What exactly is plant-based eating?

Confusion abounds about what plant-based eating really means. If you’re opting for this style of eating, perhaps you’re a vegan or a vegetarian. Or just maybe you’re neither and include animal products in your diet.

Since the new food guide recommendations have come out, there has been a lot of discussion about what this term means. Some believe that Health Canada is suddenly now recommending a vegetarian diet or that nutrition recommendations have gone in a completely different direction.

In fact, not that much has changed in terms of what we should be eating.

Plant-based eating means filling your plate with an abundance of plant foods. The half-your-plate recommendation ( half the amount of food on your plate being fruits and vegetables) has been around for quite some time. Another quarter would be filled with whole grains and the last one, a protein-rich option.

Eating more whole grains, fruits and vegetables, nuts and seeds and pulses, like lentils and chickpeas, is not a new concept in the nutrition world.

Eating a plant-based diet does not mean you have to banish foods such as meat, dairy products, eggs and fish. One does not preclude the other. But here’s where it’s different than what we were eating decades ago. Instead of a slab of beef being the centrepiece of a meal, plant-based eating would mean that if you’re having beef, it would be a small portion – almost a garnish of sorts. Having some meatless meals also makes sense.

But somehow we’ve gotten the idea that plant-based eating is all about veganism and vegetarianism. If that’s your choice of eating style, then go for it! If you want to include animal products on your plate, then that can also fit in with a plant-based diet.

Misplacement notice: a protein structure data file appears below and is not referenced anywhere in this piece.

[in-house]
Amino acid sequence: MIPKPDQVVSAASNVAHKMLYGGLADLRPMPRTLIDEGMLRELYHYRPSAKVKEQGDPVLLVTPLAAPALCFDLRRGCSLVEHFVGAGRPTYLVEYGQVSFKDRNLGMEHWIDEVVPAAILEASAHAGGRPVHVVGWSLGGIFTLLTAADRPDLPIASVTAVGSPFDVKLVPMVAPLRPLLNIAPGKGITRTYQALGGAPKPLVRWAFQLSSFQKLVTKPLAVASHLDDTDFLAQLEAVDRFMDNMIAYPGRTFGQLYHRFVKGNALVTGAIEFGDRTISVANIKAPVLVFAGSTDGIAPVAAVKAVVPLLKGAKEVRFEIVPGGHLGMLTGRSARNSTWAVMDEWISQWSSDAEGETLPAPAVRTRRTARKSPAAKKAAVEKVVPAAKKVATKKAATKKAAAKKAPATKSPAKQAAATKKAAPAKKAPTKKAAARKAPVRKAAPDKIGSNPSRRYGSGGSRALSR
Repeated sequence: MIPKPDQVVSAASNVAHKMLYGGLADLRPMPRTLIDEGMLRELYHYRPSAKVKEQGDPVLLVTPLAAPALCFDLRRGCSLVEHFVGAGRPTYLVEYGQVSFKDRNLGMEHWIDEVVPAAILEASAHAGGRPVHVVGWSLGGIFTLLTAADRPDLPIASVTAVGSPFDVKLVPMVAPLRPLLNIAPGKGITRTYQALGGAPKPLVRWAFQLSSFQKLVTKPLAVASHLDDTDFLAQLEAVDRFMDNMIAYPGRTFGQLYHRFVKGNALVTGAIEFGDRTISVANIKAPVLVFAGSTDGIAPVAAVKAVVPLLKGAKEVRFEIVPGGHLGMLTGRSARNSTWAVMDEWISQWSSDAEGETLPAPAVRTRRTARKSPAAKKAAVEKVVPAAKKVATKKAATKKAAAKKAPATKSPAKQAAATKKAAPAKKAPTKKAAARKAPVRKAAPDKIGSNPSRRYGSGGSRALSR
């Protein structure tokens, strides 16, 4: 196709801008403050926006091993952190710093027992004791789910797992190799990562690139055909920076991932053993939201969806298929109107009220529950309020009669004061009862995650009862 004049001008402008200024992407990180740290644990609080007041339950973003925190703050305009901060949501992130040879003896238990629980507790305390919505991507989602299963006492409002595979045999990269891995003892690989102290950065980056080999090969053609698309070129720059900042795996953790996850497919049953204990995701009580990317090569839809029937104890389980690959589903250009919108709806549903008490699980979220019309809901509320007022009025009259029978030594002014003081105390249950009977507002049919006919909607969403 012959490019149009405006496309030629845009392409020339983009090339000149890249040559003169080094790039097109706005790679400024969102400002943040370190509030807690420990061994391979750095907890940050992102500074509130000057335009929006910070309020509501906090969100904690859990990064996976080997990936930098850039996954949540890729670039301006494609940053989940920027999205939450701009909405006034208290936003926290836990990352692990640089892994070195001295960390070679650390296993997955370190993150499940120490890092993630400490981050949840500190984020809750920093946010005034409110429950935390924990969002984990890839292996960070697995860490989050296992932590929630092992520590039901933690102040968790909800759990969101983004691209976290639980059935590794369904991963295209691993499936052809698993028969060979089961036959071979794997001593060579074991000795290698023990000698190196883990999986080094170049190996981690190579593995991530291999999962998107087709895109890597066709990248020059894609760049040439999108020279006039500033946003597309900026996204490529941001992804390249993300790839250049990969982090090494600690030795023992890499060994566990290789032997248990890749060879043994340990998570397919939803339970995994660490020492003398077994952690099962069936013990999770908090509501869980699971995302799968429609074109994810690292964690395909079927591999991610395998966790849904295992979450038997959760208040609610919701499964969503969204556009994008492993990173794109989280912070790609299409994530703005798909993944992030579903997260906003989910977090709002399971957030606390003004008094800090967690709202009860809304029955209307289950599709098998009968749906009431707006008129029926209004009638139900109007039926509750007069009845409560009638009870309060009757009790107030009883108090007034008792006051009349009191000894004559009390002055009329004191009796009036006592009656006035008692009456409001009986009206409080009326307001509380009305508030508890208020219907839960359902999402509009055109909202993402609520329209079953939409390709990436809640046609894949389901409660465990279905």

While food choices are personal, consider making them with good health in mind for both yourself and the planet. But you don’t need to go to extremes to do so.


This photo is an example of plant-based eating. It’s a black bean-based chili with tomatoes, yellow peppers, onions and garlic simmering on my stove. It could be served as is with chopped cilantro on top (mmm…) or with shredded dairy or plant-based cheese along with the cilantro. It could also have been cooked with a small amount of ground meat (I say small when comparing the amount of meat to the quantity of beans and vegetables).

Whatever you choose, the dish would be considered as being plant-based.

But it’s your choice how you go about making your plate plant-based.


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Categories: Whole Foods

Author:Rosie Schwartz

Rosie Schwartz is a Toronto-based consulting dietitian and writer.

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